Once you determine what security measures your community needs or wants to provide, the next issue becomes which of those security measures provide real deterrents to crime and which might provide only an illusion of security. For example, a manned guard gate might give a false sense of security to residents living in gated communities.

A friend living in a gated community recently told me that she doesn’t feel the need to lock her car doors because they have guards in her
community. But, just how realistic is that sense of security? In some communities, for example, security guards are really controlling ingress and egress and not much else. In some communities, perimeter walls can easily be scaled by anyone with nothing more than a step stool. But, even with access to the community under control, it is also important to remember that keeping people out of the community won’t do anything at all if there are crimes being committed by other residents of the community or their guests.

Many boards in gated communities address these limitations by tightening up standing orders with the guards to require a daily log of all vehicles entering and exiting the premises, including information such as the license plate numbers, driver identification, and time of entry. Some communities plant a row of thorny
plants along the perimeter walls to make hopping over them a lot more difficult, if not impossible. Of course, as with any other vendor, there are varying levels of quality amongst the security companies out there and a periodic assessment of the services being provided is in order.

What role, if any, should residents play in safeguarding themselves and their property? Residents in gated communities should be required twice a year to update their information at the guardhouse and to remove any people on their automatic entry lists who should no longer be granted automatic access to the property. The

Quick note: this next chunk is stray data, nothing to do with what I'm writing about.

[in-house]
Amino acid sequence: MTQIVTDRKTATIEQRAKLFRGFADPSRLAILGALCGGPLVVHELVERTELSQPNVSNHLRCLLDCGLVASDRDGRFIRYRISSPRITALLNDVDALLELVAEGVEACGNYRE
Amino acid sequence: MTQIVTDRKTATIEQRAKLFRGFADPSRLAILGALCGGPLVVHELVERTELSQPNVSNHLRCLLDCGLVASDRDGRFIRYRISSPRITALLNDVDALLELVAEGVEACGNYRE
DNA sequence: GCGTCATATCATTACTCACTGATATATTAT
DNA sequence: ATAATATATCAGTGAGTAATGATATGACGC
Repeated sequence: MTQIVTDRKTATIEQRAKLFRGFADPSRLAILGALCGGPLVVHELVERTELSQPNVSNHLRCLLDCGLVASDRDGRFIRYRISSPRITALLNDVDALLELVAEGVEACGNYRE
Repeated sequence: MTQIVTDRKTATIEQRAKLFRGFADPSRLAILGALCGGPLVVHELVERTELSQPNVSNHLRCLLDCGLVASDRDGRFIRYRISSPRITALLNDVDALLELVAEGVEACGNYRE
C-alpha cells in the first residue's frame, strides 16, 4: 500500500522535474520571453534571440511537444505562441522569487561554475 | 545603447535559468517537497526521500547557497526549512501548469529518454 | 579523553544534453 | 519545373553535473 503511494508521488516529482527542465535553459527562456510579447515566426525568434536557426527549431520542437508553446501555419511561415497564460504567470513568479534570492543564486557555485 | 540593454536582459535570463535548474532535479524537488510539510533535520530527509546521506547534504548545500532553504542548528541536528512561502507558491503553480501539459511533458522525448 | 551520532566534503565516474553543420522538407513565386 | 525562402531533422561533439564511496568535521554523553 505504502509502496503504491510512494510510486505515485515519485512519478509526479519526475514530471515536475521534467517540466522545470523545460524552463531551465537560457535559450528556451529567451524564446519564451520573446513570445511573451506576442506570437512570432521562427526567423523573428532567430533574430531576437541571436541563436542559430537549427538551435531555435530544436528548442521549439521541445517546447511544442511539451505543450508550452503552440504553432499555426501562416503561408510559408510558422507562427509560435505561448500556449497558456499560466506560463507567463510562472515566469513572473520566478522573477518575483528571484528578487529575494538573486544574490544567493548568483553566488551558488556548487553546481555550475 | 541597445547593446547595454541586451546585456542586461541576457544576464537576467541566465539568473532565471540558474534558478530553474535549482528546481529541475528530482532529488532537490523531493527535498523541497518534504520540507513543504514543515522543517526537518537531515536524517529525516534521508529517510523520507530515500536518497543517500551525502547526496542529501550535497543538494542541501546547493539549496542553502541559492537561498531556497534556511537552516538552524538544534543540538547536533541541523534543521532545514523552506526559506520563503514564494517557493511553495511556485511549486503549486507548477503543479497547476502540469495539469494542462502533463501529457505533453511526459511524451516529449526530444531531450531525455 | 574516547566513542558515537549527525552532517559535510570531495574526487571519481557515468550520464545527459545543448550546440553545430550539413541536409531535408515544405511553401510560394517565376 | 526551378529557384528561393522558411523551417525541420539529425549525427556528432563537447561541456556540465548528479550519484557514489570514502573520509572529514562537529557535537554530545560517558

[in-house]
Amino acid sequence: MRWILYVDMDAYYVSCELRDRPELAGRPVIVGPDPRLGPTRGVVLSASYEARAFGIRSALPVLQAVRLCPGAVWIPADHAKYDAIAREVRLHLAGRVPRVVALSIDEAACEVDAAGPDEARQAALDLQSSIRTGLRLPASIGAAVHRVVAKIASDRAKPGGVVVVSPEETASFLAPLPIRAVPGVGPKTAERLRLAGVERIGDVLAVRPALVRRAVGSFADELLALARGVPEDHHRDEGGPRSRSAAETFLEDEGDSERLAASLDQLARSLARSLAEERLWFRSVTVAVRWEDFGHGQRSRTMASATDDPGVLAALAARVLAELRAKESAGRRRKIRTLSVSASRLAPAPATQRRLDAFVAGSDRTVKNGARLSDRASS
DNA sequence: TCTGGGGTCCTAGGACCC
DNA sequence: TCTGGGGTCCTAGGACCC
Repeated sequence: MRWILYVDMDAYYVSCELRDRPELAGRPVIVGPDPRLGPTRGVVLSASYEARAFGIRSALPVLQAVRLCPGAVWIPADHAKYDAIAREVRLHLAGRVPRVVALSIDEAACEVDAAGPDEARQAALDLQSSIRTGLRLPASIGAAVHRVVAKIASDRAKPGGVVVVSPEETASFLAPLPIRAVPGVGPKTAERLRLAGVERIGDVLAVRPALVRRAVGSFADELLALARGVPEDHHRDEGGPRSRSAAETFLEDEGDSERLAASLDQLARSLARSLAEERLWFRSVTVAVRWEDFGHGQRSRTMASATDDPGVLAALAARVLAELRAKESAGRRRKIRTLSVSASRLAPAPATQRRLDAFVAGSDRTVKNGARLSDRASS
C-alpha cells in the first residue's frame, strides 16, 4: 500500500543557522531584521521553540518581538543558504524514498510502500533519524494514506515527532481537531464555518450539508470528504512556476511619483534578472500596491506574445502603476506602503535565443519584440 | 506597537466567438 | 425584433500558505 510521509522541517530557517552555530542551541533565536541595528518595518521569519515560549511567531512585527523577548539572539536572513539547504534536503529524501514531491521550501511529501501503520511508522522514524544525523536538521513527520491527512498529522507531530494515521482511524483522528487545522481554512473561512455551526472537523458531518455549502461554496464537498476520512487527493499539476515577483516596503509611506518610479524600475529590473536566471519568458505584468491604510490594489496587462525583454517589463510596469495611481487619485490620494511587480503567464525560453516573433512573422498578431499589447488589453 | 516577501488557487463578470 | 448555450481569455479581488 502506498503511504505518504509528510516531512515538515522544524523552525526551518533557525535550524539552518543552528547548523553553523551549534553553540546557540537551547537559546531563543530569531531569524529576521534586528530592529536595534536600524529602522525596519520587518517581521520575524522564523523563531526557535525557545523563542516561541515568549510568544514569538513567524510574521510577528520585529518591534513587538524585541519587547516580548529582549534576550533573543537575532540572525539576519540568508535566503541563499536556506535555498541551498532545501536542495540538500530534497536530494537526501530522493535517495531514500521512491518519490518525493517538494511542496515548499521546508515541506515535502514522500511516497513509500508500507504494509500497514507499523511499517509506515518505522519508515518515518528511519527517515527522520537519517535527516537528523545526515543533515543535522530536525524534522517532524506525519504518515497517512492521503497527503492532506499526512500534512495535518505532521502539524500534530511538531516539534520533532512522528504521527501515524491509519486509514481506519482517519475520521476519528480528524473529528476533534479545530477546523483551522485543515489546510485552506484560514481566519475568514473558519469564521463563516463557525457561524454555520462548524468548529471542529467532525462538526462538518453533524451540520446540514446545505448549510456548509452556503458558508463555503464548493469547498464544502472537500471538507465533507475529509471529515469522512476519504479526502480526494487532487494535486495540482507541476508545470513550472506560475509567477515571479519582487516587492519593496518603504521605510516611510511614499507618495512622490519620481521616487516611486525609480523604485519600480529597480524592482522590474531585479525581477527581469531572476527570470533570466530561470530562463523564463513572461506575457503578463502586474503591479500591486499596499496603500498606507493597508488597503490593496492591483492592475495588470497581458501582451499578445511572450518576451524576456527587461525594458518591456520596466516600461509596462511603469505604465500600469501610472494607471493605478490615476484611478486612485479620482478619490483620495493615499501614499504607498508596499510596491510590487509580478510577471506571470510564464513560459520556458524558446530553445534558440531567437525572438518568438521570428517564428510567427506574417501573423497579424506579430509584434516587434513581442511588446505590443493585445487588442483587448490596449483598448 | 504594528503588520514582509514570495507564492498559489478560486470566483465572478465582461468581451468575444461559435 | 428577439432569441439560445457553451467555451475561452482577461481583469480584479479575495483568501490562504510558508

same holds true for residents in high-rises with concierge service.

Residents who anticipate high-volume attendance at parties or events they will be holding
in their homes or on the common areas should be required to discuss those events in advance with the board and/or manager to ensure that any additional
necessary security measures are addressed.

Communities are well advised to encourage residents to take their own steps (in addition to measures provided by the association) to protect themselves and
their property. Many of these measures involve good, oldfashioned common sense and should include locking their vehicles and homes each night, trimming shrubbery
in front of their homes and units, alarming their property, and generally being aware of their surroundings. Residents who experience an incident should be encouraged to immediately report and discuss the incident with the board and/or manager and to allow the dissemination of necessary warnings throughout the various association communication channels.

Security is a two-way street and staying safe should be a partnership between the board and the association members, with an understanding that the community’s security should be regularly examined—at least once a year if no incidents have occurred, and more often if security incidents have increased—in order to see what new technology might be deployed and which measures should be considered to increase the safety of all the community’s residents.